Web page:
In early November, a Riverside area newspaper published a story about an intoxicated 16-year-old boy who was sprayed with a flammable liquid while lying passed out on a couch at a party. He was then set ablaze by other partygoers.
Several people put the flames out and someone drove the boy to the emergency room at Redlands Community Hospital at 4 a.m. He had serious burns to his face and hands. Two young men, ages 16 and 19, were taken into custody.
Most parents would never buy their kid a six-pack and look the other way, but the minority who do make it dangerous for all of us.
Intoxication lowers inhibitions and can lead to physical aggression, unwanted sexual encounters, injuries, motor vehicle accidents, death… and evidently, even being set on fire by two yahoos.
Too many parents have a fatalistic attitude and think because their teen is spending his or her Friday night drinking at a friend’s house, there’s “nothing they can do about it.”
Many parents even believe that if an adult is present at these parties it is legal for teens to drink.
In 2005, the American Medical Association found that more than 40 percent of teens said parents were usually present at parties where alcohol was consumed by under-age kids.
More than 15 percent said the alcohol was provided by the parents themselves; more than 65 percent of teens say their older brothers and sisters regularly bought alcohol for them.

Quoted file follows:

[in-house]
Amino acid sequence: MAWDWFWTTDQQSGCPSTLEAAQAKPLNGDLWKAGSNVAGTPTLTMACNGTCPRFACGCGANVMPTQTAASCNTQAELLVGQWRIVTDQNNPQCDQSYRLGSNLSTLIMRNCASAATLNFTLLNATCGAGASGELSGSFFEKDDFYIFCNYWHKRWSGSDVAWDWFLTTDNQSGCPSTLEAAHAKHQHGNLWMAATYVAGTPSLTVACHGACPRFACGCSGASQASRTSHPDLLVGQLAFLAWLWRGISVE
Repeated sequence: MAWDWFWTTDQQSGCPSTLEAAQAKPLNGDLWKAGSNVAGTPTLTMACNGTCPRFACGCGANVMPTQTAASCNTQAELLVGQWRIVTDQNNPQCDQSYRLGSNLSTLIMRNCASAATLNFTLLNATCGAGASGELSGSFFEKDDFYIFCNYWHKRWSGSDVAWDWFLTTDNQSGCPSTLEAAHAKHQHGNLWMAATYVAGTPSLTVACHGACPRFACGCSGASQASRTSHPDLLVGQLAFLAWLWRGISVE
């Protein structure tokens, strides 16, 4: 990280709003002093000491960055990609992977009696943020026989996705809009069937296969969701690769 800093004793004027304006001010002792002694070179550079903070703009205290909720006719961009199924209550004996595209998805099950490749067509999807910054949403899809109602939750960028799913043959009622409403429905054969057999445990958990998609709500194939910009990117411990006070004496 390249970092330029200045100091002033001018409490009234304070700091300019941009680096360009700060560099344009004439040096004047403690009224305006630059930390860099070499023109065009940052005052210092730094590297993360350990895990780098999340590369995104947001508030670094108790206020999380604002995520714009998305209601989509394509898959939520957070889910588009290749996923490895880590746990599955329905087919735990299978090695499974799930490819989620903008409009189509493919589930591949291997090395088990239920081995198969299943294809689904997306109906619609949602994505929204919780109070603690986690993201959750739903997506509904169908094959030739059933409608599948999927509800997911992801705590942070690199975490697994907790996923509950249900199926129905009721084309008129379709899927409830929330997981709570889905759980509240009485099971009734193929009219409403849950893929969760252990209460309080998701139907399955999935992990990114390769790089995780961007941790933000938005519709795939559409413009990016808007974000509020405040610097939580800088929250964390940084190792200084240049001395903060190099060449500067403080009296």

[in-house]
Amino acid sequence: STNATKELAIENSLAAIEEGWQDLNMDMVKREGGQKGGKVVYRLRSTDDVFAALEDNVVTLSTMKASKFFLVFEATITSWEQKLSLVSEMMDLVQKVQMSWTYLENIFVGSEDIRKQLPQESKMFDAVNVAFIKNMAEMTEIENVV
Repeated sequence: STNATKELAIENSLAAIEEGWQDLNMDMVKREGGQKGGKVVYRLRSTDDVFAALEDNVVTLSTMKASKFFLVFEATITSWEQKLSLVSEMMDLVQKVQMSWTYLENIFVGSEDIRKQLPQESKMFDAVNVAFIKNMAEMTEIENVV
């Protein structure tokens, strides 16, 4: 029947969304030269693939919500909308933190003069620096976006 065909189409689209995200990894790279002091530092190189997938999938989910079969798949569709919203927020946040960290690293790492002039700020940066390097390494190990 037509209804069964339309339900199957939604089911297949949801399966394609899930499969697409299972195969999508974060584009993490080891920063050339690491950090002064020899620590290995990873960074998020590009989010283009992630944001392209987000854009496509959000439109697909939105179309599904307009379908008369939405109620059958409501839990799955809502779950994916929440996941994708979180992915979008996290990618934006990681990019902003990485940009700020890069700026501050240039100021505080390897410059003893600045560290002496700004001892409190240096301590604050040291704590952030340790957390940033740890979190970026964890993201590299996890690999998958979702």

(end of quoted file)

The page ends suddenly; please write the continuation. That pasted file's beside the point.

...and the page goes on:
Across the country, however, it is illegal to provide alcohol to anyone under the age of 21. Adults who ignore this face fines of more than $1,000 and up to a year in jail.
On Oct. 21 Trevor Guthrie, a resident of Hamilton County in Northern California, was arrested after two teens who had become intoxicated at a party in his house were involved in a car crash. The driver was injured and his passenger died.
Guthrie, who supplied the teens with beer at a party, now faces charges of reckless homicide, felony reckless endangerment and contributing to the delinquency of a minor.
Some parents serve alcohol to teens at birthday parties, graduation parties and post-prom bashes. They put their own children and every teen at that party at risk for injury, assault and even death.
The parents who want their kids to drink at home don’t seem to realize that the other kids have to drive home and will be drunk when they do so.
When it comes to modeling responsibility and following the law, parents need to step up to the plate and set a good example.
Explain to your kids why they can’t drink alcohol. When your teen has plans to go to a party, call the parents and ask if alcohol will be provided.
If they hedge even a little bit, put your foot down with your kid and let her know these parties are off-limits.
If you believe a neighbor is making alcohol available to underage drinkers, call 9-1-1 and report him or her. The police will take it from there. We owe it our kids and our community.
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